Do you remember the first time you said “but you promised” to somebody who was probably older than you and in the process of not giving you what they said they’d give you? It’s a pathetic feeling: you’ve been counting on something, you see it being pulled away from you, and all you can do is throw yourself upon the mercy of another person’s sense of fair play.
That hopeless feeling is what Sullivan & Cromwell lawyers are feeling as a globally-warmed winter gives way to spring. S&C promised they’d be paying spring bonuses. But here we are, in the spring, and the firm is still silent.
Did they think everybody would forget? Or do they just think that breaking their word is no big deal?
Networking in law school usually conjures up the image of students desperately trying to hand out their résumés to a room full of uninterested attorneys. But networking doesn’t have to be that awkward, and it isn’t only limited to finding a job.
Networking is simply about connecting with people, and if your goal is to have a flourishing career as a lawyer, start building your network and acquiring networking skills now. If you haven’t realized it yet, your law school offers numerous resources at your fingertips. Not sure where to start? Read on for Lateral Link’s top three tips on how to effectively build your network as a law student…
The court does not expect the parties to hold hands and sing ‘Kumbaya’ around a campfire beside the Medina River. Nor does the court expect the respondents to engage in a public spectacle of self-flaggellation for communicating words better left unsaid. Moreover, the court does not expect plaintiffs to become Traditional Christians, though the court suggests plaintiffs might follow the moral and civility lessons of Matthew 5:39 (‘if someone strikes you on the right cheek, turn to him the other also’)[.]
– Chief U.S. District Judge Fred Biery’s “non-Kumbaya” order in a contentious San Antonio-area school prayer case.
Yesterday in Morning Docket, we mentioned that more than a dozen law firm staffers in Florida had been fired because they wore orange shirts to work, but the tips kept rolling in. We’re going to give you what you want. Better late than never, right?
Given that orange is popping this spring in designers’ color palettes, people really want to know more about this apparent fashion “faux pas.” Because if looking like a walking traffic cone is wrong, then some people don’t want to be right.
But if it means that they’re going to get fired, then they might just reconsider staying on trend this season….
Florida’s “stand your ground” law has received a lot of attention this week as people struggle to understand how a teenager named Trayvon Martin, armed with Skittles, was gunned down in the street. The FBI, the Justice Department, and a Florida grand jury are now all investigating the incident where Martin’s killer, George Zimmerman, claims he was acting in self-defense.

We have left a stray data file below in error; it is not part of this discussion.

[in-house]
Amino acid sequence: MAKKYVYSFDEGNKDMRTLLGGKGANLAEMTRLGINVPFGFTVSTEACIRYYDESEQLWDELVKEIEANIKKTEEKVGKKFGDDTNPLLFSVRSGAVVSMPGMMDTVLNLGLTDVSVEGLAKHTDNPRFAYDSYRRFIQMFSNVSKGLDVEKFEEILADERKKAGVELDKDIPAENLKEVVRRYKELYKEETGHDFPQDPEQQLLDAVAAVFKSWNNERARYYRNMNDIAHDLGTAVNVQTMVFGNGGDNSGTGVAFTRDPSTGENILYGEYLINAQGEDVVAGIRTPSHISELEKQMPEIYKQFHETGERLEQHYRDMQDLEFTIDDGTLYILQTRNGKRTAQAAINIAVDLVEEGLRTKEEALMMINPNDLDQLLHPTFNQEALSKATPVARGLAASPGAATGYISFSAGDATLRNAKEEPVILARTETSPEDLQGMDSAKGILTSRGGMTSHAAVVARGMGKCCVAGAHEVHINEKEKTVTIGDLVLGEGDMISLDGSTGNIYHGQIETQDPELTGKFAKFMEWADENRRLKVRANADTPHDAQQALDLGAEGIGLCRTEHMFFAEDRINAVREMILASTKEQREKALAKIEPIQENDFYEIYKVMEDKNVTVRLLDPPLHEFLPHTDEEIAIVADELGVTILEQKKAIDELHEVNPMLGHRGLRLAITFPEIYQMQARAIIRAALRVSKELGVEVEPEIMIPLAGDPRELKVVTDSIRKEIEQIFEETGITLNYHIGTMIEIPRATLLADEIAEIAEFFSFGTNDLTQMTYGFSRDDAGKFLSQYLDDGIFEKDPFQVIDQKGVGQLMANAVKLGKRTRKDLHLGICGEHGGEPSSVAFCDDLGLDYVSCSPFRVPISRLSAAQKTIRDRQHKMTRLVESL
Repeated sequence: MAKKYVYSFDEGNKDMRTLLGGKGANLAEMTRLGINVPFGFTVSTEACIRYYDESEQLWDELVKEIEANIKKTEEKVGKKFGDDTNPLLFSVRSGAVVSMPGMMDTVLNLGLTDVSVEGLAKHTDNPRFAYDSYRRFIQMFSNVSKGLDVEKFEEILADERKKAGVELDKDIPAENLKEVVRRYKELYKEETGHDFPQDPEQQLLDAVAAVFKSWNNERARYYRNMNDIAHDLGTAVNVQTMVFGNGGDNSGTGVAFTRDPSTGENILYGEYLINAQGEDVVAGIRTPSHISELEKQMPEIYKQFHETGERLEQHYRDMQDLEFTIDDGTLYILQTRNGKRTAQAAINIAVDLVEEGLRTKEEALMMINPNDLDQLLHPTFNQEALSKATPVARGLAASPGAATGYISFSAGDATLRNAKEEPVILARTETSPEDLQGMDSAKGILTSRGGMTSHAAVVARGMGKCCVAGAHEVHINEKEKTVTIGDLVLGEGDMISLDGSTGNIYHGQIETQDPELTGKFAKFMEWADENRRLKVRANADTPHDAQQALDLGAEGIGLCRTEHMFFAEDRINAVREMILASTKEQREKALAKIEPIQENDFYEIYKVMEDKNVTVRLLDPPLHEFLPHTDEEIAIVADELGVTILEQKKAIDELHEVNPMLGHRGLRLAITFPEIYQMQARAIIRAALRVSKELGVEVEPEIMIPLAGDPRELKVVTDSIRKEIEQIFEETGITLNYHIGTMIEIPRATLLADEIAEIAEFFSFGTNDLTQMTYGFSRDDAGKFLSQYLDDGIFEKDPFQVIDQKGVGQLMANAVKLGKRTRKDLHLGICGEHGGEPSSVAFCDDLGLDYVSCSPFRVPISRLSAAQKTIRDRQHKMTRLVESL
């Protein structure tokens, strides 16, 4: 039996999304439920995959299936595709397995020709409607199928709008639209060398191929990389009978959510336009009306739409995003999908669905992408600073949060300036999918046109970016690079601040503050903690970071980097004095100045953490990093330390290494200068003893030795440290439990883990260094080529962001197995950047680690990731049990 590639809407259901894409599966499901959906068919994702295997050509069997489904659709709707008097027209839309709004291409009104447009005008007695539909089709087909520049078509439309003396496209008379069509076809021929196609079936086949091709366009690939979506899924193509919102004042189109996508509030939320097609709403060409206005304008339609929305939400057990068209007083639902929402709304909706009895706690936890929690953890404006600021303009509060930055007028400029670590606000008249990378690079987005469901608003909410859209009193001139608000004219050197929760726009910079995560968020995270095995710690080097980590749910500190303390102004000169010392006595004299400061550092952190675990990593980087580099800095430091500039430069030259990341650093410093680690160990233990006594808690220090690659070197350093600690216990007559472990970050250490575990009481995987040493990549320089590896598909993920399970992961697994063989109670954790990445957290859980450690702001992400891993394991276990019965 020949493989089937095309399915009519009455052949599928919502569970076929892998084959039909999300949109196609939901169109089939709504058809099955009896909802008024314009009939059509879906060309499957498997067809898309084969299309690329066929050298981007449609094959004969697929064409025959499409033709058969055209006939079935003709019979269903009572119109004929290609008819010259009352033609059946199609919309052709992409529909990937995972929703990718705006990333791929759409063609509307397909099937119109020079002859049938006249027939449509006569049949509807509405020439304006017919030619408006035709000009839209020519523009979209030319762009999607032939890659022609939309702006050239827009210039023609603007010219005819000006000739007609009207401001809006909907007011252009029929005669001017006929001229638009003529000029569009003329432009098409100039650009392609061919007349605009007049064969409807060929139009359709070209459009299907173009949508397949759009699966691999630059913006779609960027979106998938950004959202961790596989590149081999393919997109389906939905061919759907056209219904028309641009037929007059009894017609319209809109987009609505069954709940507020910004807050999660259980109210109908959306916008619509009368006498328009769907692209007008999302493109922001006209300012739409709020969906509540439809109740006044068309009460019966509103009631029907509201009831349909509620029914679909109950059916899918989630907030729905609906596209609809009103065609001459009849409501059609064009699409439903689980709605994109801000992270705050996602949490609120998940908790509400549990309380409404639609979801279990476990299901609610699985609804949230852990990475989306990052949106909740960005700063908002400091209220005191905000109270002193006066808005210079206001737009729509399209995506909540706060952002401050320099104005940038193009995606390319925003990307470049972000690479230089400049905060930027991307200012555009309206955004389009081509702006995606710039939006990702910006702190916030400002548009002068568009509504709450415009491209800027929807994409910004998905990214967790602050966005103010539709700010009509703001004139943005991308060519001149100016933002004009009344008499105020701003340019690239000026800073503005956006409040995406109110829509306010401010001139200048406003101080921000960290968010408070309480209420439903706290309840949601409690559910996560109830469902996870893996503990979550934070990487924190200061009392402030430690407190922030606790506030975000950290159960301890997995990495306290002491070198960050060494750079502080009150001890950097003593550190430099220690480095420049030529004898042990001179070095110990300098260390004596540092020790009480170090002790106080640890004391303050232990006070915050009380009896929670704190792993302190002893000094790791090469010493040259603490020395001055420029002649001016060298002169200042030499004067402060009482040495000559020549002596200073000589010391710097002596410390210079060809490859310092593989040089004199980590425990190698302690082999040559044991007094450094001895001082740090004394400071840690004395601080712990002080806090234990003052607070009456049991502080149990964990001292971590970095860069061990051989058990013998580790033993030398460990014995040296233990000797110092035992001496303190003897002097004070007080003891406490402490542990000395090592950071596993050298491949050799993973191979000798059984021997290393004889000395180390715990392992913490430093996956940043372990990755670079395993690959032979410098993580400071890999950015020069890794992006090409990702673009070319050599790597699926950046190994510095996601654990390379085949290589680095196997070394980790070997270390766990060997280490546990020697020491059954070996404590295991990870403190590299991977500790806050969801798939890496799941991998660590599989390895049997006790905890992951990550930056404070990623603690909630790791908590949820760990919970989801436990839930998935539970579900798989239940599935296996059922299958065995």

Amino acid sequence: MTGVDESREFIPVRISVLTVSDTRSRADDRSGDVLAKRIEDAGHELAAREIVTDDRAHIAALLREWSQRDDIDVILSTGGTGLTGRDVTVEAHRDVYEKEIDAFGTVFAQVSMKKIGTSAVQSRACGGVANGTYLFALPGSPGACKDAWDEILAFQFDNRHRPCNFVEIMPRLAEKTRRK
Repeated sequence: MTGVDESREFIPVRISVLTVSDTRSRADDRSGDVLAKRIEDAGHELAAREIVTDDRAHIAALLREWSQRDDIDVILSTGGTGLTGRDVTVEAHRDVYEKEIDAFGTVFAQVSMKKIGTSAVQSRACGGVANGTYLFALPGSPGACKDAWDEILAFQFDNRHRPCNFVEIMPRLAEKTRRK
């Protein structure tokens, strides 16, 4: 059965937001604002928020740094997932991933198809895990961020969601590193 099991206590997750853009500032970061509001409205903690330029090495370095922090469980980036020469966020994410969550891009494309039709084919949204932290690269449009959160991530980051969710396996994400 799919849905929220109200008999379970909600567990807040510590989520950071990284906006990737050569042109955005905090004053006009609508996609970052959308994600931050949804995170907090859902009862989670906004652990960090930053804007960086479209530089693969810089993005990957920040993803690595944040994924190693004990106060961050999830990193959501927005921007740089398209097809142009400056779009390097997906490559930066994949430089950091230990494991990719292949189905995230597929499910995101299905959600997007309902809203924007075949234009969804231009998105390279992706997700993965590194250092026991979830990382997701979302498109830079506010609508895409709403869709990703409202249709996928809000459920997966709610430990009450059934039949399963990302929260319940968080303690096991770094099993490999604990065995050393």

I don’t want to get into the racial aspect of the instant situation — mainly because it’s too obvious. Don’t get me started on what the police would have done if a black man shot a white teenager to death and claimed he was standing his ground. It’s not even worth debating.
But even if race played a role here, it doesn’t mean a prosecutable crime took place. As many now know, that’s because Florida’s “stand your ground” law does not require people to retreat, even if they can do so safely.
Sure, “real men” don’t run. You can’t find a culture on Earth where running away is “honorable.” But in light of what’s happened with these laws on the books, do they really make sense? Is the enforcement of these laws racially prejudiced? Do “stand your ground” laws really just make it open season on black youths who might “scare” prejudiced people who incorrectly think they’re in danger of their lives?
I think so, but at least that’s a position where reasonable people will disagree….
Over the past week, while the Bay Area has been rainy, windy, and generally ugly outside, folks in my old Chicago stomping grounds have been enjoying the upside of global warming.
I know the sun is a nice, unexpected reprieve from the nine-month Midwestern winter. Unfortunately, the mini-heatwave has not brought any relief from the hot air that notoriously blows from government buildings in Cook County.
Earlier this month, a local judge was unceremoniously removed from her courthouse and arrested for assault. My colleague Staci Zaretsky might have called her a judicial diva, but I think this jurist is more of a Mike Tyson type…
Last week, we brought you the “weirdest job ad” of all time. Today, we’ve got a job ad that isn’t nearly as strange, but as our tipster put it, it’s “a bit off.” And our tipster is right. This might not be the weirdest job ad of all time, but it’s probably the most boastful.
With all of the hubbub about unpaid internships, you’d think that legal employers would start showing law students the money — but you’d be wrong. Because when you freely admit that you don’t have any cash, it’s hard to spread it around. Maybe that’s why this law firm is sacrificing applicants’ credentials for free labor.